After interviewing three current students, here is a podcast created compiling the data found:
Wednesday, July 20, 2011
Without a doubt, the need to gear our students for skills that in all likelihood we did not focus on in our time in school. How to get to this point though takes careful planning and construction of a pathway to make the necessary changes. The Partnership for 21st Century Skills website and initiative is confronting this arduous task and giving teachers and administrators a portal through which they can explore possible solutions on their own.
I think the website has a nice presentation and a load of valuable information, but one of the primary focuses seems to be on a chart I just do not understand: This one-
I understand that the framework for 21st century learning is focused on teaching the core subjects with global and civic ramifications at the forefront, and that collaboration is imperative for the 21st century learner, but I really struggle to see what all of the half-circles below the rainbow-like thing means. Analyzing this diagram in Route 21 was definitely more insightful, I just did not understand why it was constructed that way.
The fact that only 15 states have taken the initiative is perplexing to me. It appears that some of the more populated states with stricter guidelines and standards for students and teachers are missing (I.e.
New York and ), but on the other end a number of smaller states are also not included. Why has only about 1/3 of the country jumped on board with this initiative? Is it because these are the only ones that sought Federal assistance? California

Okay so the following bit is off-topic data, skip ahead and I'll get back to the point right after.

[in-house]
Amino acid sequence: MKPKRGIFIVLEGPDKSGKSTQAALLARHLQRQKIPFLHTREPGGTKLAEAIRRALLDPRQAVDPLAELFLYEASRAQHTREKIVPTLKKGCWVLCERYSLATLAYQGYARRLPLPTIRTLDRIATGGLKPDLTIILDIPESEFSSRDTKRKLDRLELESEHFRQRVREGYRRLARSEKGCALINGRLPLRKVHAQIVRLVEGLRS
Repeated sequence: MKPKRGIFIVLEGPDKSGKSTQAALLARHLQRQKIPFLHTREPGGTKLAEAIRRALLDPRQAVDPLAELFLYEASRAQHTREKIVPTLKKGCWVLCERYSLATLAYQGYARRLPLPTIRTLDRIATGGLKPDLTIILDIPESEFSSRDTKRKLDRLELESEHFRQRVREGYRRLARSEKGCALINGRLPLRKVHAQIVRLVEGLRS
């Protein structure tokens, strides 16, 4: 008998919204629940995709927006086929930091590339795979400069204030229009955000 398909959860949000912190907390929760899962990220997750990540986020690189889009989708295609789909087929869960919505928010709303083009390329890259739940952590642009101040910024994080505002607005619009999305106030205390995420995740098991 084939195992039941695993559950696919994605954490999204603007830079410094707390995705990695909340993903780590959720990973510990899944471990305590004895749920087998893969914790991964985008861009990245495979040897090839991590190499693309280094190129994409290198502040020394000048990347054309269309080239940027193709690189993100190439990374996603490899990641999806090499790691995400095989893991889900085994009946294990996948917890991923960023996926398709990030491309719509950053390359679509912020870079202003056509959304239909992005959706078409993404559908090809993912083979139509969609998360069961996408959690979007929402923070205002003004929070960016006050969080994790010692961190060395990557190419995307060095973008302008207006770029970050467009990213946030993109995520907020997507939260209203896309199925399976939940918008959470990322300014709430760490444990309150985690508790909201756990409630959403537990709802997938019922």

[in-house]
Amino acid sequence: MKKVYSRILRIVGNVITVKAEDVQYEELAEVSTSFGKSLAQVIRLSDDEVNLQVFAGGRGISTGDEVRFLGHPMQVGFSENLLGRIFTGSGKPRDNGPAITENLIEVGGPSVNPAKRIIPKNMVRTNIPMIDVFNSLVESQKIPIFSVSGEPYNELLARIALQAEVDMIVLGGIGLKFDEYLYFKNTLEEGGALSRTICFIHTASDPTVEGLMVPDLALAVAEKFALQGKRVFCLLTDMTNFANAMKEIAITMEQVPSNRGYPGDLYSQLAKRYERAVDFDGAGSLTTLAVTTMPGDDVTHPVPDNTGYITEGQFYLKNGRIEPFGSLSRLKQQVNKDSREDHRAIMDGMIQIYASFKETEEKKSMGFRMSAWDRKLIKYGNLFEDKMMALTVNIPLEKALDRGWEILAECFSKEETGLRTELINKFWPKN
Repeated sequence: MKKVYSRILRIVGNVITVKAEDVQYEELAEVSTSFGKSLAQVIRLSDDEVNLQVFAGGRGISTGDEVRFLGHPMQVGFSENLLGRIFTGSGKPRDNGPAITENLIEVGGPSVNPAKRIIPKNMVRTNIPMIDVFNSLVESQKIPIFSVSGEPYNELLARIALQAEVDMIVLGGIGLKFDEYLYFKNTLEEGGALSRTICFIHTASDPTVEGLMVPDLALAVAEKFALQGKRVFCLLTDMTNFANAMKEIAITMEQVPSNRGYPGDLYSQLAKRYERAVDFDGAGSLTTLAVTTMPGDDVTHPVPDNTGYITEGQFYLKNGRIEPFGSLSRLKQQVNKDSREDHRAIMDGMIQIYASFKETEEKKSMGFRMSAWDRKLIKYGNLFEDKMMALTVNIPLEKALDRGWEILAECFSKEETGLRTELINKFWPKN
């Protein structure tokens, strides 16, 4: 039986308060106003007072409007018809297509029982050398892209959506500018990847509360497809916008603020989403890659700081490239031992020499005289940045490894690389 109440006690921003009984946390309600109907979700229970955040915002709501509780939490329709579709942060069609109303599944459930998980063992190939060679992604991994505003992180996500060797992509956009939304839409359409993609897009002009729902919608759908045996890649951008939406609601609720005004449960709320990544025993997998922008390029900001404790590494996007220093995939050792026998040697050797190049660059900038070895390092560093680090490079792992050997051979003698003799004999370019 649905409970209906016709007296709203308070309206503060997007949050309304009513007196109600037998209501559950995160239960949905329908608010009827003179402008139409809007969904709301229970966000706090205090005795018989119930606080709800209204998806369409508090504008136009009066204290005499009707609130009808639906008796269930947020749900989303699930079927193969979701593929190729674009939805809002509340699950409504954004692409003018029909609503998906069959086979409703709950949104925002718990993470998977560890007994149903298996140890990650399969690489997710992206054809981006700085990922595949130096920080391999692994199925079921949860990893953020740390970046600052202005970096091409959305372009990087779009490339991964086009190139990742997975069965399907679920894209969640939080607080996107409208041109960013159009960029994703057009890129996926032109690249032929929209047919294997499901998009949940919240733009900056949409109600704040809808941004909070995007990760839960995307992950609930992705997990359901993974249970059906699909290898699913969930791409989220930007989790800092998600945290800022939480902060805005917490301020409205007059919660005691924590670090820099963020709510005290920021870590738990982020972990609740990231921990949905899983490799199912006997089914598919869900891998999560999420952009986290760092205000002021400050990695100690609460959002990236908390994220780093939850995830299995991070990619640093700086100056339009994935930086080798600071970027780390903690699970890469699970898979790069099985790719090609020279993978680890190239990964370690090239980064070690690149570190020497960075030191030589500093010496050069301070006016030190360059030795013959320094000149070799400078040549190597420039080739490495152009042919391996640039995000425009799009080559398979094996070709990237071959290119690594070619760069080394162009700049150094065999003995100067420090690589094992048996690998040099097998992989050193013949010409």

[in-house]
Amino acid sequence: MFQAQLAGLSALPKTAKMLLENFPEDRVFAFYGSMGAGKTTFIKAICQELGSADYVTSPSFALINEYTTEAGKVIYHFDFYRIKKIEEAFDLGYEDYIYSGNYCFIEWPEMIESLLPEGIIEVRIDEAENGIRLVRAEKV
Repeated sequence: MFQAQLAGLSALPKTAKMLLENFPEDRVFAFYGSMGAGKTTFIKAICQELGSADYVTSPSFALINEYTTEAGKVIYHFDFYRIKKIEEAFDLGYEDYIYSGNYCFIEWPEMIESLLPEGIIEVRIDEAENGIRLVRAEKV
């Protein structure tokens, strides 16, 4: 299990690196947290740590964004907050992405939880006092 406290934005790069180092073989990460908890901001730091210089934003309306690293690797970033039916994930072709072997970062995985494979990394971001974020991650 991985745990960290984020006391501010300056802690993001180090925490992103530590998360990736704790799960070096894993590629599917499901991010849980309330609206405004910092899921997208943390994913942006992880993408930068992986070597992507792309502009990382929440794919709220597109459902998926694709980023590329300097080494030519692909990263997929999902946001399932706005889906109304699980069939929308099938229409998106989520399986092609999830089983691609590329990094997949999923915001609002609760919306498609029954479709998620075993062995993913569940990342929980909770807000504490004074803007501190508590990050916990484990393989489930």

There are a number of modern technology interfaces present on the website, like links to Twitter, but there is no blogs or message boards present- really? It seems almost hypocritical for this website to push such a technology-based agenda and not be completely up to speed on all of the modern interfaces.
Despite missing certain components and having a diagram central to the message that seems confusing, the purpose and message that the website has to offer is not only valid, it is essential. In order for our students to succeed, they must embrace the new way of learning and the new way that the business world operates and how it will in the future. Because they must embrace it, we as educators must do the same to properly help them become literate in our new cyber world.
Wednesday, July 6, 2011
It has to be pretty tough for the dog to eat this homework!
When thinking about the ways that a blog can be incorporated in the classroom, the focus of this networking device would be done primarily outside of the “classroom”. As a Physical Education teacher, the possibility to seek blogs or use them within the confines of a gymnasium just do not add up.
To me a blog is the new and hip teacher webpage that is shrewdly thrown together and may have random links. If blogging is “in” then why not connect with the students that feel such a way right?
Student’s like videos and colorful stimulation too, do they not? With the ability to embed videos and photos, blogs can become a great portal to send students to after the school day is over to complete a lesson. This brings me back to a lesson on how to pitch I used with my baseball team and wanted to show them a really good video; this would be just the pathway.
By viewing these videos through such an interface, the students now have the opportunity to respond on the spot for immediate and more thorough input. With activity being paramount in Physical Education, this also saves time in the class setting.
For students in grades 6-12, the ability to continue to enhance their literacy through a subject that is taught in a room without desks, pens or paper readily available is undoubtedly a benefit for the student.